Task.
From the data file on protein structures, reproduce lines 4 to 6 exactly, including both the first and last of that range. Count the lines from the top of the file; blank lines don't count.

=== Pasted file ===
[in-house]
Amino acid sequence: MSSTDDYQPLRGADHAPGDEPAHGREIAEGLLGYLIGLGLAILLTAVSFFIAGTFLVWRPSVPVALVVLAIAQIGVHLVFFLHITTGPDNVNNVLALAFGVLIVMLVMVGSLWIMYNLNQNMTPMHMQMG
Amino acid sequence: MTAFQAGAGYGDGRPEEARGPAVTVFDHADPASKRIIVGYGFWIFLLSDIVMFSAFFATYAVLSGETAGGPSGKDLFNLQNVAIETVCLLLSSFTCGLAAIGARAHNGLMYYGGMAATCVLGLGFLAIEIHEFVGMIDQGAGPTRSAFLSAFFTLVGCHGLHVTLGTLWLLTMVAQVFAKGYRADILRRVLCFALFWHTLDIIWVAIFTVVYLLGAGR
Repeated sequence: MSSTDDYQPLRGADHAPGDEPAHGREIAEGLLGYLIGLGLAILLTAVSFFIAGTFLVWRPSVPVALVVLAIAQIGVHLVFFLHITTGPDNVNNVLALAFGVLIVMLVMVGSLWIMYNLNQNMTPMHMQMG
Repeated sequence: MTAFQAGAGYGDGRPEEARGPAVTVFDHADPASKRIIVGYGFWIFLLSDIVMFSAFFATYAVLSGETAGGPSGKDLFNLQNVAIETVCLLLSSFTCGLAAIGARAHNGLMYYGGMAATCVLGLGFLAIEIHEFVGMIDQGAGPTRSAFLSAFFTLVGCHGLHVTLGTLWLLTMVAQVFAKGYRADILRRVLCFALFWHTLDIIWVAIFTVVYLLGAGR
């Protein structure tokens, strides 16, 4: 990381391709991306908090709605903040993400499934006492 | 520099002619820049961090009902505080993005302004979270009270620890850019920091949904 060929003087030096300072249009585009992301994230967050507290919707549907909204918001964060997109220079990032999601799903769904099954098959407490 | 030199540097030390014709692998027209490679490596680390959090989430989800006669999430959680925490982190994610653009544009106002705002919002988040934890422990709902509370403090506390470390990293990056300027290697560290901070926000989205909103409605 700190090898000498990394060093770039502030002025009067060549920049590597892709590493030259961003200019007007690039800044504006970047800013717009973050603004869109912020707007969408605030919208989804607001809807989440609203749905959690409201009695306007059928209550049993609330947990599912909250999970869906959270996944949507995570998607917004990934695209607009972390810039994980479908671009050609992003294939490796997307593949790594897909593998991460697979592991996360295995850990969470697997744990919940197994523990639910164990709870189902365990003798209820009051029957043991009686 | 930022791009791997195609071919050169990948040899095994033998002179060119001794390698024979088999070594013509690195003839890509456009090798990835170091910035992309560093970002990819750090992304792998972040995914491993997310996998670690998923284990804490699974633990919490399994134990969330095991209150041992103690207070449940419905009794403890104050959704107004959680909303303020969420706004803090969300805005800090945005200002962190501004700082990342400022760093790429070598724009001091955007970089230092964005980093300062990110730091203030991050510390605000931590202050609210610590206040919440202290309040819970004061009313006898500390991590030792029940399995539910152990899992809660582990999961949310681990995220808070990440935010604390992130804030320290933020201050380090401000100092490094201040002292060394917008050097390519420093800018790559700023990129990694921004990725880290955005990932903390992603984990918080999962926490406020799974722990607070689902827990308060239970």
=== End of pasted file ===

Repeated sequence: MSSTDDYQPLRGADHAPGDEPAHGREIAEGLLGYLIGLGLAILLTAVSFFIAGTFLVWRPSVPVALVVLAIAQIGVHLVFFLHITTGPDNVNNVLALAFGVLIVMLVMVGSLWIMYNLNQNMTPMHMQMG
Repeated sequence: MTAFQAGAGYGDGRPEEARGPAVTVFDHADPASKRIIVGYGFWIFLLSDIVMFSAFFATYAVLSGETAGGPSGKDLFNLQNVAIETVCLLLSSFTCGLAAIGARAHNGLMYYGGMAATCVLGLGFLAIEIHEFVGMIDQGAGPTRSAFLSAFFTLVGCHGLHVTLGTLWLLTMVAQVFAKGYRADILRRVLCFALFWHTLDIIWVAIFTVVYLLGAGR
């Protein structure tokens, strides 16, 4: 990381391709991306908090709605903040993400499934006492 | 520099002619820049961090009902505080993005302004979270009270620890850019920091949904 060929003087030096300072249009585009992301994230967050507290919707549907909204918001964060997109220079990032999601799903769904099954098959407490 | 030199540097030390014709692998027209490679490596680390959090989430989800006669999430959680925490982190994610653009544009106002705002919002988040934890422990709902509370403090506390470390990293990056300027290697560290901070926000989205909103409605 700190090898000498990394060093770039502030002025009067060549920049590597892709590493030259961003200019007007690039800044504006970047800013717009973050603004869109912020707007969408605030919208989804607001809807989440609203749905959690409201009695306007059928209550049993609330947990599912909250999970869906959270996944949507995570998607917004990934695209607009972390810039994980479908671009050609992003294939490796997307593949790594897909593998991460697979592991996360295995850990969470697997744990919940197994523990639910164990709870189902365990003798209820009051029957043991009686 | 930022791009791997195609071919050169990948040899095994033998002179060119001794390698024979088999070594013509690195003839890509456009090798990835170091910035992309560093970002990819750090992304792998972040995914491993997310996998670690998923284990804490699974633990919490399994134990969330095991209150041992103690207070449940419905009794403890104050959704107004959680909303303020969420706004803090969300805005800090945005200002962190501004700082990342400022760093790429070598724009001091955007970089230092964005980093300062990110730091203030991050510390605000931590202050609210610590206040919440202290309040819970004061009313006898500390991590030792029940399995539910152990899992809660582990999961949310681990995220808070990440935010604390992130804030320290933020201050380090401000100092490094201040002292060394917008050097390519420093800018790559700023990129990694921004990725880290955005990932903390992603984990918080999962926490406020799974722990607070689902827990308060239970």